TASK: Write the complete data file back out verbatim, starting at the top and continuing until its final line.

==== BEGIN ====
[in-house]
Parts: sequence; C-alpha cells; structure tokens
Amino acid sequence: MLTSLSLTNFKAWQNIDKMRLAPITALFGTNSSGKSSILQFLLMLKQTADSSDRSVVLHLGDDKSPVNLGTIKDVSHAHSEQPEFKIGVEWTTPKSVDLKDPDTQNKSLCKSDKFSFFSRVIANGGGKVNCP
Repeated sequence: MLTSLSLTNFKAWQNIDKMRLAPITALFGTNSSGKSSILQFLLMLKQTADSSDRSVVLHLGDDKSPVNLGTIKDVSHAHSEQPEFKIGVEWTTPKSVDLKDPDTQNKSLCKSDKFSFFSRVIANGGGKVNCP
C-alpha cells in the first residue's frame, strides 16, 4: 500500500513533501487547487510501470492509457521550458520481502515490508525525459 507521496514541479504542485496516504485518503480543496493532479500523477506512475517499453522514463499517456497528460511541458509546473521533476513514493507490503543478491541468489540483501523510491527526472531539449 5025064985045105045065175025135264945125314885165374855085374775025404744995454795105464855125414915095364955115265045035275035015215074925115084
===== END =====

[in-house]
Parts: sequence; C-alpha cells; structure tokens
Amino acid sequence: MLTSLSLTNFKAWQNIDKMRLAPITALFGTNSSGKSSILQFLLMLKQTADSSDRSVVLHLGDDKSPVNLGTIKDVSHAHSEQPEFKIGVEWTTPKSVDLKDPDTQNKSLCKSDKFSFFSRVIANGGGKVNCP
Repeated sequence: MLTSLSLTNFKAWQNIDKMRLAPITALFGTNSSGKSSILQFLLMLKQTADSSDRSVVLHLGDDKSPVNLGTIKDVSHAHSEQPEFKIGVEWTTPKSVDLKDPDTQNKSLCKSDKFSFFSRVIANGGGKVNCP
C-alpha cells in the first residue's frame, strides 16, 4: 500500500513533501487547487510501470492509457521550458520481502515490508525525459 507521496514541479504542485496516504485518503480543496493532479500523477506512475517499453522514463499517456497528460511541458509546473521533476513514493507490503543478491541468489540483501523510491527526472531539449 5025064985045105045065175025135264945125314885165374855085374775025404744995454795105464855125414915095364955115265045035275035015215074925115084